It’s a silly kid’s song, but the message is so true:

Beans, beans, they're good for your heart. The more you eat, the more you fart. The more you fart, the better you feel. So eat your beans with every meal.

Beans are an inexpensive, nutritious and tasty food that should be a pantry staple. Having a few cans of prepared beans, as well as bags of dried legumes, means you always have a healthy meal on hand.

A new study confirms what many studies before have found: eating more beans reduces your risk of heart disease, high blood pressure, stroke and other heart-related ailments.

Beans and legumes are low on the glycemic index, which makes them ideal for people with diabetes.

Cardiovascular disease (CVD) is the leading cause of death in the United States. A heart attack or stroke occurs nearly every 40 seconds, and the yearly cost of CVD in the U.S. exceeds $351 billion, or about $1 billion a day. Eating beans and other legumes more often could help change this story. It may sound too simple to believe, but that’s what all the evidence shows.

All beans are legumes, but legumes aren’t necessarily beans. Legumes are plants that bear fruit that grows in pods, so they include beans, lentils, peas and peanuts. Beans are the seed from different varieties of plants — think green beans.

When researchers at Saint Michael's Hospital in Ontario, Canada looked back at studies on the relationship between eating beans, lentils, peas and other legumes and the risk of developing cardiovascular diseases and markers of heart disease, they found that people who ate the most beans and legumes had as much as a 10 percent lower risk of developing these diseases compared to the people who ate the least amount of beans.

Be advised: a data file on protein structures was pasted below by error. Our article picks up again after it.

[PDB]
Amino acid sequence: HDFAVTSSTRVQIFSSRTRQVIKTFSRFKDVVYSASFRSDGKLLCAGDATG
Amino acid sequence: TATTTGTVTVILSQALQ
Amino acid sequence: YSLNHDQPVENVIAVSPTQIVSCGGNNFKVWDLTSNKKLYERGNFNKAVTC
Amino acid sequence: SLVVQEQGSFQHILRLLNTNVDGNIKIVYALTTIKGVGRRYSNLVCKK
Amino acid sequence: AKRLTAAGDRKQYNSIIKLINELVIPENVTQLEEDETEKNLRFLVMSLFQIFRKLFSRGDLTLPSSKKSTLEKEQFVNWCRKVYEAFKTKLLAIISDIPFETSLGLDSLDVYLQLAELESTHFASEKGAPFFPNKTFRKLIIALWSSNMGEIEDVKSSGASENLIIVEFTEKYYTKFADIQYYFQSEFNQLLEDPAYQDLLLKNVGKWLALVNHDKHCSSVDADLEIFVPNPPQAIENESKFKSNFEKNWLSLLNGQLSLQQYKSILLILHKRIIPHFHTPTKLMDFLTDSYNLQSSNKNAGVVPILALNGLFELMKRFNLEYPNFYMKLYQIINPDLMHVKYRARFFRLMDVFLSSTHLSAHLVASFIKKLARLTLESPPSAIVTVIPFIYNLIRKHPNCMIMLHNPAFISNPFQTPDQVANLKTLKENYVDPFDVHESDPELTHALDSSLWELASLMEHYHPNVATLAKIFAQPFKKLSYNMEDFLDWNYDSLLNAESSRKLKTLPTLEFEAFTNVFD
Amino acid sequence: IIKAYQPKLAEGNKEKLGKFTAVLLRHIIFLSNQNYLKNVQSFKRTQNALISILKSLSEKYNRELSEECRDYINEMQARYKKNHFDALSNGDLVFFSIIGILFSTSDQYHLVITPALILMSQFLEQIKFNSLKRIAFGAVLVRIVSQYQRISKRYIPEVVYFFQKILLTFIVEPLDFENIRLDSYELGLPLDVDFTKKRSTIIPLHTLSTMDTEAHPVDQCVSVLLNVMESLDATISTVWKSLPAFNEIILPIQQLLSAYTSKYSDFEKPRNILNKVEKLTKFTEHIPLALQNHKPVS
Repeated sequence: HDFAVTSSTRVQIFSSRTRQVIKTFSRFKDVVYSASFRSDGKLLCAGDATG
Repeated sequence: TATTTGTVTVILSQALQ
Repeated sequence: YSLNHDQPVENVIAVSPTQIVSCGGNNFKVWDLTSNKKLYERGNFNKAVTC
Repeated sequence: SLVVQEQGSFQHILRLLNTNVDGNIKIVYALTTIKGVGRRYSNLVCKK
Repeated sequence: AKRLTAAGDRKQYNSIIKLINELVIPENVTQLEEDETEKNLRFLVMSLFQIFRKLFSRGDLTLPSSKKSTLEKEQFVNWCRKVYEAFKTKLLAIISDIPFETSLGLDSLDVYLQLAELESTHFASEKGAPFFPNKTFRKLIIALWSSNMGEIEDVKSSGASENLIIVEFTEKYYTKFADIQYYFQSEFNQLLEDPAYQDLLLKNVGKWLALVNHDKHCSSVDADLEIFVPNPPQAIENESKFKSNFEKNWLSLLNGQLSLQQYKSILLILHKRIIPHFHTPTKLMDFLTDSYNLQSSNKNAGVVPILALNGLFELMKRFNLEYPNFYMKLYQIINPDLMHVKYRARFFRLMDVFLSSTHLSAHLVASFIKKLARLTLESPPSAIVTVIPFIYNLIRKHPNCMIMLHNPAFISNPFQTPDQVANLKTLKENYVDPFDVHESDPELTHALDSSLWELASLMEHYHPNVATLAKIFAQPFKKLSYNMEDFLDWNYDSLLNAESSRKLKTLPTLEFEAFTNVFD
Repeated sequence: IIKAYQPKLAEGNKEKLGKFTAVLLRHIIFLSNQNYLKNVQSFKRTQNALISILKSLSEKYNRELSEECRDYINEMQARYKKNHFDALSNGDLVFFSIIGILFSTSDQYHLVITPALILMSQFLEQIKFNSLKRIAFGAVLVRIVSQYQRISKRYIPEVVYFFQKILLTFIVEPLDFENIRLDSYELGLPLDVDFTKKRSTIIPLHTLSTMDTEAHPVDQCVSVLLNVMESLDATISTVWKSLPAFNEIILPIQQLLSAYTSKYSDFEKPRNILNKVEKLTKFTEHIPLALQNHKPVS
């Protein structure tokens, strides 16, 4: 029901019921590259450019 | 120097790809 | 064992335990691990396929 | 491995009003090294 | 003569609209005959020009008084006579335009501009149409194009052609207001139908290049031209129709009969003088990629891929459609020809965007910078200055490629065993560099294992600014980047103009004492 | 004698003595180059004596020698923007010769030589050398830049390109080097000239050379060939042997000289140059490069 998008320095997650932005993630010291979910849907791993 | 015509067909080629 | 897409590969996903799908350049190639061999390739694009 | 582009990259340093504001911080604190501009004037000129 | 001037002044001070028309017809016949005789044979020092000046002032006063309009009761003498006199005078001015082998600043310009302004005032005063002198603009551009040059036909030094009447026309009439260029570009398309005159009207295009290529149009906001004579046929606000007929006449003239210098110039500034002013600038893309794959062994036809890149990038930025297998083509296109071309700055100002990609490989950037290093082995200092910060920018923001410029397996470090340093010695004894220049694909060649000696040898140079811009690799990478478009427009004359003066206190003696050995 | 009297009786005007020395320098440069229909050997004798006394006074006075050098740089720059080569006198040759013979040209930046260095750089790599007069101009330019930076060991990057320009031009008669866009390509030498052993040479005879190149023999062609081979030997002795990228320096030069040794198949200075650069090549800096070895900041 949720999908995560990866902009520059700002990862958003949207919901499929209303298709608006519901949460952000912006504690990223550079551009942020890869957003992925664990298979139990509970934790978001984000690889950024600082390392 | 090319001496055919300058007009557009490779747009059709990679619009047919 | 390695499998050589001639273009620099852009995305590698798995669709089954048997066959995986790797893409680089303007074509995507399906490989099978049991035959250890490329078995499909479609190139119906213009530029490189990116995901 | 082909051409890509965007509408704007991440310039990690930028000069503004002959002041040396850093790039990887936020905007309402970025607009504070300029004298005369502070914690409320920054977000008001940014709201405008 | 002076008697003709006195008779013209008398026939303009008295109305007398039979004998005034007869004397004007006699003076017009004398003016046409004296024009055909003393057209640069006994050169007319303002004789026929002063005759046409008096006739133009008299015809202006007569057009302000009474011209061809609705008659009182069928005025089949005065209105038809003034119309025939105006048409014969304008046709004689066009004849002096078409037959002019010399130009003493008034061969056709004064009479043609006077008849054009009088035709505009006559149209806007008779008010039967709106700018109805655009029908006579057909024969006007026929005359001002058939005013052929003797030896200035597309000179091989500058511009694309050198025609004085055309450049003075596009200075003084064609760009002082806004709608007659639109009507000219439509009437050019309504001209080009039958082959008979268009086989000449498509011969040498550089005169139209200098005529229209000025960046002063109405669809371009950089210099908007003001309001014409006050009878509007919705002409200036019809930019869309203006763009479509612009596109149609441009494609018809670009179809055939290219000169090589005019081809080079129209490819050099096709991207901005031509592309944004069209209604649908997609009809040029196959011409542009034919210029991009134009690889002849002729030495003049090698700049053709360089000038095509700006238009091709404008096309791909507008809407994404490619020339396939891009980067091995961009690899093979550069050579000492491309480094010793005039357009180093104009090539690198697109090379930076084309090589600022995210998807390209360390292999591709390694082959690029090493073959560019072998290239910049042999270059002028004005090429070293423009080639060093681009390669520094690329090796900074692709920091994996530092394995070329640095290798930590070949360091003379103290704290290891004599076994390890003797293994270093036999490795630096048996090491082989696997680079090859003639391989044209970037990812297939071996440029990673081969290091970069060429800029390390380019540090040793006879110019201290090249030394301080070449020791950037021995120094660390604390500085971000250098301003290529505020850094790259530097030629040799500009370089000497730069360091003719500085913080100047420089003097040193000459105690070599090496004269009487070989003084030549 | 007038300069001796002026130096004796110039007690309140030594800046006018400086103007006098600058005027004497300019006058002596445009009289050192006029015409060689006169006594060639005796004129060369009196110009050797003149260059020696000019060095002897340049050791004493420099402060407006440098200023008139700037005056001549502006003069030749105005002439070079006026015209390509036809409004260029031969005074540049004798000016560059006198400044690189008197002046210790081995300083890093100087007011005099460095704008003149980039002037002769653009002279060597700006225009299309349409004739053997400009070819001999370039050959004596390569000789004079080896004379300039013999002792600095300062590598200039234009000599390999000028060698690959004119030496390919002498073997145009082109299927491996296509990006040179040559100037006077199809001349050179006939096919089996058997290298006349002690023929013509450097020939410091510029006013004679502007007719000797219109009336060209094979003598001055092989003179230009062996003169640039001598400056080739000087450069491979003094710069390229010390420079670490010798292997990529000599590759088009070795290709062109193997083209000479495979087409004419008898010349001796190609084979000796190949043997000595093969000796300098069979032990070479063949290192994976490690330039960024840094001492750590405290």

Fiber, Protein and Minerals in a Cholesterol-Free Package

There are several reasons why beans are so good for your heart. To start, they are full of fiber. Some varieties containing nearly 11 grams of fiber in just a half cup, and fiber lowers cholesterol levels. Beans and legumes are a low-calorie source of plant protein, which makes them a low fat, cholesterol-free source of protein. They are also are abundant in B vitamins, minerals such as copper, iron and potassium, and beneficial antioxidants. In addition, beans and legumes are low on the glycemic index, so they are ideal for people with diabetes.

The Dietary Guidelines for Americans recommend eating three cups of beans or legumes a week, yet Americans eat less than a cup a week. And the beans Americans report eating most often are refried beans, not necessarily the healthiest way since they are often fried in lard.

A pound of dry beans can cost a dollar or two and will yield about 12 half-cup servings. The cost roughly doubles if you choose the convenience of canned beans.

“Simply adding more beans to our plates could be a powerful tool in fighting heart disease and bringing down blood pressure,” said study co-author, Hana Kahleova, in a statement.

So how can you put more beans and legumes on your plate? With so many kinds to choose from — red, black or white beans, navy beans, lima beans, pinto beans, lentils, chickpeas, mung beans, adzuki beans, black-eye peas, split peas — and so many ways to use them, it should be easy to make something you will enjoy.

Some people prefer a pot of cooked beans with a slice of cornbread for a meal, others may enjoy them tossed in a salad. Soups, stews, curries, casseroles and chili can all be prepared with beans. A quick Internet search will yield thousands of recipes for using beans, lentils, peas and other legumes. Add your favorite herbs, spices and vegetables like onions, carrots.

In addition to all their health benefits, beans and legumes are easy on the budget. A pound of dry beans can cost a dollar or two and will yield about 12 half-cup servings. For the convenience of canned beans, the cost approximately doubles. Either way, it’s easy to add more beans to your plate.

The study was published in Advances in Nutrition.